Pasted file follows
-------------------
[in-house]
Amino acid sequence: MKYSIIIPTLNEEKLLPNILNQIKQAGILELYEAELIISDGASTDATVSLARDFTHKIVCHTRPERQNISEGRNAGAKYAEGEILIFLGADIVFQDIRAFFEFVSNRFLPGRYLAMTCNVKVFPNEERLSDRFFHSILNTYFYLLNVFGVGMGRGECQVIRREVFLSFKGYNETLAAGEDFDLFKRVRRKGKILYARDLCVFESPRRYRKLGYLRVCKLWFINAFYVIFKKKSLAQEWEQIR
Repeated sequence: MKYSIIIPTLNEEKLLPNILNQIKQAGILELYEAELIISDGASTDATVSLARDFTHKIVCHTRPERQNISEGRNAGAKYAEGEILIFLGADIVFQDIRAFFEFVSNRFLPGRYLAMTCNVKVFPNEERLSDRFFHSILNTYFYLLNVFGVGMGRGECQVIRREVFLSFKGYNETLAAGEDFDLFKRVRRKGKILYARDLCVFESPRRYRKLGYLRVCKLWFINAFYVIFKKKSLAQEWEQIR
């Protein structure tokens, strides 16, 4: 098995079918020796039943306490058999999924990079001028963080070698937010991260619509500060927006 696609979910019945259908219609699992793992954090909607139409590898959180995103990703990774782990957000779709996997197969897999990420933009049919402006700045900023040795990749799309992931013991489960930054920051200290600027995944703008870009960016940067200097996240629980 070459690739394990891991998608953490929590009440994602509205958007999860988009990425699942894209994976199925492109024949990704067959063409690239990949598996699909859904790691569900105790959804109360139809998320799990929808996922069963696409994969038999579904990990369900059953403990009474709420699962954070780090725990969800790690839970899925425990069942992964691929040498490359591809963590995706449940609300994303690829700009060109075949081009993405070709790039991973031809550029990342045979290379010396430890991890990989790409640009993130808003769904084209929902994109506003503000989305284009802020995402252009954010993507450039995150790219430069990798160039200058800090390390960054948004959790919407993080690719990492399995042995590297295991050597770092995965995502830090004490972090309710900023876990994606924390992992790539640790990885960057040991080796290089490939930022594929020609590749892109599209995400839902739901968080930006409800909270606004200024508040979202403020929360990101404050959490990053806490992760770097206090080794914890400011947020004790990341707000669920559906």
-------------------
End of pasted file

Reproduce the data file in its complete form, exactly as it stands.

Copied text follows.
[in-house]
Amino acid sequence: MKYSIIIPTLNEEKLLPNILNQIKQAGILELYEAELIISDGASTDATVSLARDFTHKIVCHTRPERQNISEGRNAGAKYAEGEILIFLGADIVFQDIRAFFEFVSNRFLPGRYLAMTCNVKVFPNEERLSDRFFHSILNTYFYLLNVFGVGMGRGECQVIRREVFLSFKGYNETLAAGEDFDLFKRVRRKGKILYARDLCVFESPRRYRKLGYLRVCKLWFINAFYVIFKKKSLAQEWEQIR
Repeated sequence: MKYSIIIPTLNEEKLLPNILNQIKQAGILELYEAELIISDGASTDATVSLARDFTHKIVCHTRPERQNISEGRNAGAKYAEGEILIFLGADIVFQDIRAFFEFVSNRFLPGRYLAMTCNVKVFPNEERLSDRFFHSILNTYFYLLNVFGVGMGRGECQVIRREVFLSFKGYNETLAAGEDFDLFKRVRRKGKILYARDLCVFESPRRYRKLGYLRVCKLWFINAFYVIFKKKSLAQEWEQIR
């Protein structure tokens, strides 16, 4: 098995079918020796039943306490058999999924990079001028963080070698937010991260619509500060927006 696609979910019945259908219609699992793992954090909607139409590898959180995103990703990774782990957000779709996997197969897999990420933009049919402006700045900023040795990749799309992931013991489960930054920051200290600027995944703008870009960016940067200097996240629980 070459690739394990891991998608953490929590009440994602509205958007999860988009990425699942894209994976199925492109024949990704067959063409690239990949598996699909859904790691569900105790959804109360139809998320799990929808996922069963696409994969038999579904990990369900059953403990009474709420699962954070780090725990969800790690839970899925425990069942992964691929040498490359591809963590995706449940609300994303690829700009060109075949081009993405070709790039991973031809550029990342045979290379010396430890991890990989790409640009993130808003769904084209929902994109506003503000989305284009802020995402252009954010993507450039995150790219430069990798160039200058800090390390960054948004959790919407993080690719990492399995042995590297295991050597770092995965995502830090004490972090309710900023876990994606924390992992790539640790990885960057040991080796290089490939930022594929020609590749892109599209995400839902739901968080930006409800909270606004200024508040979202403020929360990101404050959490990053806490992760770097206090080794914890400011947020004790990341707000669920559906």